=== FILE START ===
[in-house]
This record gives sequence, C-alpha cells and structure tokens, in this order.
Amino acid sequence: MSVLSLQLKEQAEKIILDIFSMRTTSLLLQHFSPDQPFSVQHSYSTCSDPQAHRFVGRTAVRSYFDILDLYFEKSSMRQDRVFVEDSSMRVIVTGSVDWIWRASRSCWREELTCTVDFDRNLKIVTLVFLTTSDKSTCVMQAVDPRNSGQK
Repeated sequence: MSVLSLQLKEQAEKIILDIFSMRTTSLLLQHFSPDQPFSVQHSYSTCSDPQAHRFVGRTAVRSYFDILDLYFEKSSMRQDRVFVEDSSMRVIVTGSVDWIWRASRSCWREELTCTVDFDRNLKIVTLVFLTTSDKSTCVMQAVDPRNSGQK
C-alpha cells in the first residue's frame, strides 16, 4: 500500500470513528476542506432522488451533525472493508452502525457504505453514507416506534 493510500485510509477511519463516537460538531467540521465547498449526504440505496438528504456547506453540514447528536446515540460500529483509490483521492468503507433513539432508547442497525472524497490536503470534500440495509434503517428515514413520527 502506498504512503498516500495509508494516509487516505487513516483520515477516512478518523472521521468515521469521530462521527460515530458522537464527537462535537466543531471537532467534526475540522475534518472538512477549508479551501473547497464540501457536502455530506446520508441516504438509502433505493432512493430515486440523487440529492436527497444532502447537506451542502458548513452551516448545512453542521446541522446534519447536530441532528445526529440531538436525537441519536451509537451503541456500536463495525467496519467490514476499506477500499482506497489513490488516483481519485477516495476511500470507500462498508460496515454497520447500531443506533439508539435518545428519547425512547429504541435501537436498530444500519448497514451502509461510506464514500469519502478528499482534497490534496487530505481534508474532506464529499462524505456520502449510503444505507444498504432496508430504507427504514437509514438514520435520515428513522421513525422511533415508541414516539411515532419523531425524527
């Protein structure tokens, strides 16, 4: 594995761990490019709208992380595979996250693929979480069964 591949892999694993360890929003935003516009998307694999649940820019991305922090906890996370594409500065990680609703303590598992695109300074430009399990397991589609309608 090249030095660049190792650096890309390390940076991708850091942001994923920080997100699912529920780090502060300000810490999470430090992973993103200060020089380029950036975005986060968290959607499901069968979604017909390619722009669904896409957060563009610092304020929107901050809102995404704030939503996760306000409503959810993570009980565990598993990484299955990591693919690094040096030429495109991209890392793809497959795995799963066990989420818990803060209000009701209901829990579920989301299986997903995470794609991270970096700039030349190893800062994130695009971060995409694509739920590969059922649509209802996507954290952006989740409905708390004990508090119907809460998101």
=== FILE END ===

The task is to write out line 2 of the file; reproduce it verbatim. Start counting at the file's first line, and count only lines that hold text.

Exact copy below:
This record gives sequence, C-alpha cells and structure tokens, in this order.